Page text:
(Earlier this month, a similar cleanup program operated by the Phoenix Police Department folded for lack of funds. Because police officers are not allowed to refer the public directly to commercial businesses, families of murdered relatives are now directed to call victim's assistance programs for the names of businesses providing homicide cleanup.)
Inaugurated in 1975, the Glendale cleanup program was originally carried out by members of the Glendale Police Department and the city's custodial staff. More recently, cleaning jobs have been contracted out to independent cleaning services. However, the program ran into a glitch earlier this spring when the city discovered several vendors weren't disposing of blood-and-tissue-related toxic waste in compliance with OSHA regulations. (Until jobs are rebid, Dale Cillian's company is handling Glendale cleanups.)
Since the start of the year, the city has picked up the tabs on ten cleanups for a total cost of $1,385. Says Neary, "From an emotional point of view, this is money well spent."
@body:But cleaning up after the Grim Reaper can take its toll even on those with no emotional stake in a grisly scene site: After nine years of scrubbing down the scenes of mass murders and multiple suicides, Dale Cillian claims that whenever he does a job now, he's frequently plagued by upset stomachs and lingering headaches.
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"It spooks me sometimes," says Cillian. "You're going into these people's lives--their deaths, actually--and everything's untouched. Whatever happened is just as they left it. You might even have to go through their papers, especially if they're decomposed. And you can't believe how some of these people live." People like the alcoholic who left behind abundant proof that he was long past caring that he'd lost control of his bowels. The well-to-do cat fancier who had 20 animals prowling through the lice-ridden filth that covered the floor of her posh condominium. And the eccentric pack rat who had squirreled away dozens of uncashed interest checks between the pages of old newspapers before expiring on an old mattress held together with duct tape.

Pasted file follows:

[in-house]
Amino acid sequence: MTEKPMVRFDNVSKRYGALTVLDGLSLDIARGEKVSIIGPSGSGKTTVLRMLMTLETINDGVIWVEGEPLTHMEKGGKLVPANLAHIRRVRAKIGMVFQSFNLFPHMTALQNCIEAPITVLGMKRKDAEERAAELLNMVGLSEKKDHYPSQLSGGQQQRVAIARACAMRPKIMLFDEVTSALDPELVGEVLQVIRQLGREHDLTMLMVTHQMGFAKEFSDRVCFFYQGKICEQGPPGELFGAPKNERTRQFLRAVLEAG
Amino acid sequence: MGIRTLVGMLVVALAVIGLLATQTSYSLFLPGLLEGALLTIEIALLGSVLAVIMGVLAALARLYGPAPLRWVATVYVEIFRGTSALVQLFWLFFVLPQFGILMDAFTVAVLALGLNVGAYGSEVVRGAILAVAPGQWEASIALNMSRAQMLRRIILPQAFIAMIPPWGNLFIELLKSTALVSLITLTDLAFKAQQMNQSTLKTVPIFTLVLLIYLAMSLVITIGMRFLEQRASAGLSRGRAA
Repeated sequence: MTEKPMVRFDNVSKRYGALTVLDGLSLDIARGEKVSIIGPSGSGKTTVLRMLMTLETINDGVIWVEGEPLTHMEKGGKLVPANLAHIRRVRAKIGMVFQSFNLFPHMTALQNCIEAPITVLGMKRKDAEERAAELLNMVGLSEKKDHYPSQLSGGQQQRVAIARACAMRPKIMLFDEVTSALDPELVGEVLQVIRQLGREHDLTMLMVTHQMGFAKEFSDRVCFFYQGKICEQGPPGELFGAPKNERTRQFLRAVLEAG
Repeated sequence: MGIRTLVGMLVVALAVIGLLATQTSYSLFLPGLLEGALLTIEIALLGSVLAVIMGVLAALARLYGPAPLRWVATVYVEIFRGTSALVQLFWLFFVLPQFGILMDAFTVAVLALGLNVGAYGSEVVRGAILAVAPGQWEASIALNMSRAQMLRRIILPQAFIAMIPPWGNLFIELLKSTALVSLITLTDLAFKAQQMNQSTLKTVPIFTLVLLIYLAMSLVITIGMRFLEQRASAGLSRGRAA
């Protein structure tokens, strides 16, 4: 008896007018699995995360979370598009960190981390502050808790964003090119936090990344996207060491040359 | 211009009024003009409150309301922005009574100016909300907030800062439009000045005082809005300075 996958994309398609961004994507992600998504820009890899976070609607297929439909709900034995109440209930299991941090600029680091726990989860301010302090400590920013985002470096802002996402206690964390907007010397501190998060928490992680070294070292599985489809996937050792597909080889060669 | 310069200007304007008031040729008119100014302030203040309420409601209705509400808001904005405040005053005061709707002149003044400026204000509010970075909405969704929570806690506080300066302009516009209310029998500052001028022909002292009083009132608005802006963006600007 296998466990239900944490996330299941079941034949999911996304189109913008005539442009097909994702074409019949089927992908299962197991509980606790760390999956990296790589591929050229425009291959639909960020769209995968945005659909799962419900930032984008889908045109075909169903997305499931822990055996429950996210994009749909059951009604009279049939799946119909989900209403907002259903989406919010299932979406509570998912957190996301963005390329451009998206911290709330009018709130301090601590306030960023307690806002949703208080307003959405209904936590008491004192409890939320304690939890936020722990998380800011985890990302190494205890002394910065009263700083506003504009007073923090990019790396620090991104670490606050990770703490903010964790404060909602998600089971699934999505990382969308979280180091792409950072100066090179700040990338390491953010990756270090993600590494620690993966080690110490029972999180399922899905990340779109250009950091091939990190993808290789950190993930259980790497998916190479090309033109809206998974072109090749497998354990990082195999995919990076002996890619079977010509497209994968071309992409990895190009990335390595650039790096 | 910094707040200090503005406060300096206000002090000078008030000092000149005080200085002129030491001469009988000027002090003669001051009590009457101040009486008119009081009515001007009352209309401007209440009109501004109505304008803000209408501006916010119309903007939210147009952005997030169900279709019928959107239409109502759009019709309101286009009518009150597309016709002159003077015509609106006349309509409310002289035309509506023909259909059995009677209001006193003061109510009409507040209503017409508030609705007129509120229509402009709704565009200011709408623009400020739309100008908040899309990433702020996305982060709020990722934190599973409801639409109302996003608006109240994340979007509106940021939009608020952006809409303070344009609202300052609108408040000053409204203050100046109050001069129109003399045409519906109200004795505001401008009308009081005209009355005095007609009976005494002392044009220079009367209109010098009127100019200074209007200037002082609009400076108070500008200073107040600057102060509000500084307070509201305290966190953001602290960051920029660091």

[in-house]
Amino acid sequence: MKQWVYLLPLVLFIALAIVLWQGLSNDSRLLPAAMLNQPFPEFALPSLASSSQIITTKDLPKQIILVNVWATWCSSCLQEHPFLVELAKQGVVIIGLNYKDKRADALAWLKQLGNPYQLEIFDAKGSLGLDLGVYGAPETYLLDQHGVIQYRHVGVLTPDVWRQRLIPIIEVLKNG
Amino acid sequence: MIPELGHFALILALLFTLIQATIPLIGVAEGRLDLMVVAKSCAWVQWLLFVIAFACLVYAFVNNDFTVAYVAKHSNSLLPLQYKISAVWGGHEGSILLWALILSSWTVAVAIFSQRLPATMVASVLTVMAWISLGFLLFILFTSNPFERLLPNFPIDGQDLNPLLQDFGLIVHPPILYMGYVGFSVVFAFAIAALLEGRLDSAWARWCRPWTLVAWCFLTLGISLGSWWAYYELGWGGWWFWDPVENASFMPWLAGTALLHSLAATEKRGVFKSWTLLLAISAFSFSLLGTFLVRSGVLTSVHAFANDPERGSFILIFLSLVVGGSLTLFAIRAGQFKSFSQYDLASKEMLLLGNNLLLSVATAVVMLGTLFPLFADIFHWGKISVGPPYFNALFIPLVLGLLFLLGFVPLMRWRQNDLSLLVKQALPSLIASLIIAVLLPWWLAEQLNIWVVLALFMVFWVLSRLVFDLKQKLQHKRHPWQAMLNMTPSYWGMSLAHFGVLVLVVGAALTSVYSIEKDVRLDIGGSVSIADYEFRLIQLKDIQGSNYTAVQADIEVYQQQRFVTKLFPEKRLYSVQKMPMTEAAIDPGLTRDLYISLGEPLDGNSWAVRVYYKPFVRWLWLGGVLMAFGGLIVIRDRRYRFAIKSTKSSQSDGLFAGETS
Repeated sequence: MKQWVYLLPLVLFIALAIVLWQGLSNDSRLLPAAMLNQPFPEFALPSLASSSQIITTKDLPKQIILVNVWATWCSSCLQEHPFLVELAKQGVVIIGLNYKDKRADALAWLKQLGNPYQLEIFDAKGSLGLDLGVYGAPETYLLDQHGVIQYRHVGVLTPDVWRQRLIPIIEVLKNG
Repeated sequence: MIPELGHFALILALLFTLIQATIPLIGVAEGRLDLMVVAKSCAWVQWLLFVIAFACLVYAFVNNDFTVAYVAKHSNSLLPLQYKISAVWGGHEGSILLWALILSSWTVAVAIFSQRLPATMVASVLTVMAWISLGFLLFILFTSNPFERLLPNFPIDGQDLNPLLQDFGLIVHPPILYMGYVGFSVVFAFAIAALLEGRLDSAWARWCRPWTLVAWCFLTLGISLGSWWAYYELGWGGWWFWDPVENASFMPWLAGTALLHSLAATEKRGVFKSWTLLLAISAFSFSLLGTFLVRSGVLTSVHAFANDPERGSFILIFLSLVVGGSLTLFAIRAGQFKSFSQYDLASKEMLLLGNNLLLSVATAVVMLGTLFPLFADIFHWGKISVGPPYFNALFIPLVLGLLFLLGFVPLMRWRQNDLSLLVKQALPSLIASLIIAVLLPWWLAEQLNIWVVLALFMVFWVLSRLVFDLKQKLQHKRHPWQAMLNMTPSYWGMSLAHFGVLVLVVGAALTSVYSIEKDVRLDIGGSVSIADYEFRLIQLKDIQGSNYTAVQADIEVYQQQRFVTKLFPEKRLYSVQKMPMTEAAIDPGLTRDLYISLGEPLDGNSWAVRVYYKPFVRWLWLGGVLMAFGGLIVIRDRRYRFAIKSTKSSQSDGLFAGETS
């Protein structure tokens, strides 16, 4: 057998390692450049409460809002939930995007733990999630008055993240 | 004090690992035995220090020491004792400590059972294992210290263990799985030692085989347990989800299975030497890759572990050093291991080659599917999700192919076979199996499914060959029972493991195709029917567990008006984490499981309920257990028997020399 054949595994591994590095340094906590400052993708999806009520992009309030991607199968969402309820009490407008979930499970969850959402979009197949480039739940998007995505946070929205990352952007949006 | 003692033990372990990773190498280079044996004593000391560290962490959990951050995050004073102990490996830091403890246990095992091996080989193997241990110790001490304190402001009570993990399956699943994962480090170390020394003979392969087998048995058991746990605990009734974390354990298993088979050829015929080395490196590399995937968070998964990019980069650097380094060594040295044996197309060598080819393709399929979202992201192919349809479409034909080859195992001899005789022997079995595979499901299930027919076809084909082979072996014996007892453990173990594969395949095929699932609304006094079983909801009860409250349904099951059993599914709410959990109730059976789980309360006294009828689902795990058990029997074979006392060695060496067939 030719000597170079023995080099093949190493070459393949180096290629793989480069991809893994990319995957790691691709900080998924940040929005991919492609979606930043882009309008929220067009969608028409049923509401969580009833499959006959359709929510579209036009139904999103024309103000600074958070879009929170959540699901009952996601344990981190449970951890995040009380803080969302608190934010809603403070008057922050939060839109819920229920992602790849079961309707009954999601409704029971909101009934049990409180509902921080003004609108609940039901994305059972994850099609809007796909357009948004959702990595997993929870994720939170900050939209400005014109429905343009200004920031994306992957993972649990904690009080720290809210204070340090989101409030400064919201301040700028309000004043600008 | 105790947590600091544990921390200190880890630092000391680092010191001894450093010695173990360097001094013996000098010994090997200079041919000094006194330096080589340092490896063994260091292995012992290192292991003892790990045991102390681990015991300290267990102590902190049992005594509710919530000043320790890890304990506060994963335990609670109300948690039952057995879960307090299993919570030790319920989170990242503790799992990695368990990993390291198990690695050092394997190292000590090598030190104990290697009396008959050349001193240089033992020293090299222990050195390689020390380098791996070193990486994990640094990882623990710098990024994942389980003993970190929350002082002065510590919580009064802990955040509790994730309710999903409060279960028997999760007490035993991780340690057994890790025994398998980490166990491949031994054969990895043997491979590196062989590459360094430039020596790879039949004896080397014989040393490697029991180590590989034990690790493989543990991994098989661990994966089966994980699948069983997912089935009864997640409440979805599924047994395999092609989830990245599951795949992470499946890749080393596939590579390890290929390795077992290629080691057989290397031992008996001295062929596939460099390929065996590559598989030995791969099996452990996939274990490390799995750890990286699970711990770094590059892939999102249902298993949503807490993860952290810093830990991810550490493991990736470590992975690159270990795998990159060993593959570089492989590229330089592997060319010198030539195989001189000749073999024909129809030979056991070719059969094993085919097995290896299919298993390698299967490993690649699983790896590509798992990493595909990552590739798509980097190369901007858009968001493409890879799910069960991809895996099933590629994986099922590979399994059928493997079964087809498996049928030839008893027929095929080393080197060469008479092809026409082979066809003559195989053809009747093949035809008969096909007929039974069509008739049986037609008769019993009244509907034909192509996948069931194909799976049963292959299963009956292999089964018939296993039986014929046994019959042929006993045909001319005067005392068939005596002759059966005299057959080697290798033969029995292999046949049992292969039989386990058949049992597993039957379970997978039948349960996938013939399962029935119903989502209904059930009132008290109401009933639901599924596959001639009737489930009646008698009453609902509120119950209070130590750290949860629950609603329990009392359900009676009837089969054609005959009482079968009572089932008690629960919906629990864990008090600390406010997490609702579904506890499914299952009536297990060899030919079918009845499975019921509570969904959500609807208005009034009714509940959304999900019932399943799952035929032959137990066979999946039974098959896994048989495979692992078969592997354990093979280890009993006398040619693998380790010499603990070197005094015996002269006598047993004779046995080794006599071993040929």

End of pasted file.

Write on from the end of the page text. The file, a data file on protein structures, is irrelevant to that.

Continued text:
"I later found out the guy was worth half a million dollars," says Cillian, who talks vaguely of writing a book about his experiences. "I wish I'd kept notes. Some of the things I've seen are truly mind-boggling."
Although the job is never dull, Cillian complains his work is too often a crash course in the darker side of human nature. "I've been to houses where the estate obviously amounts to nothing, yet the relatives are fighting like cats and dogs," says Cillian. "I've been on suicides where the relatives have just got to stick their head in to take a look--or they won't go in themselves but they want me to tell them every detail." Just recently, he ran into a "decomp" situation where vandals had ransacked the house before the decaying body was even discovered by authorities. So why doesn't Cillian just give up the ghost and close up shop?
"This is just not a cleaning business," he insists. "The people I'm dealing with are at the worst point of their lives. They don't know what to do or which end is up. All of a sudden their house is all screwed up and frequently nobody knows how to help them. Then I come in and say, 'Don't worry about it.' I get a lot of satisfaction out of that.
"I'll tell you one thing," concludes Cillian. "Anyone who goes into this business thinking it's easy money is in for a big surprise.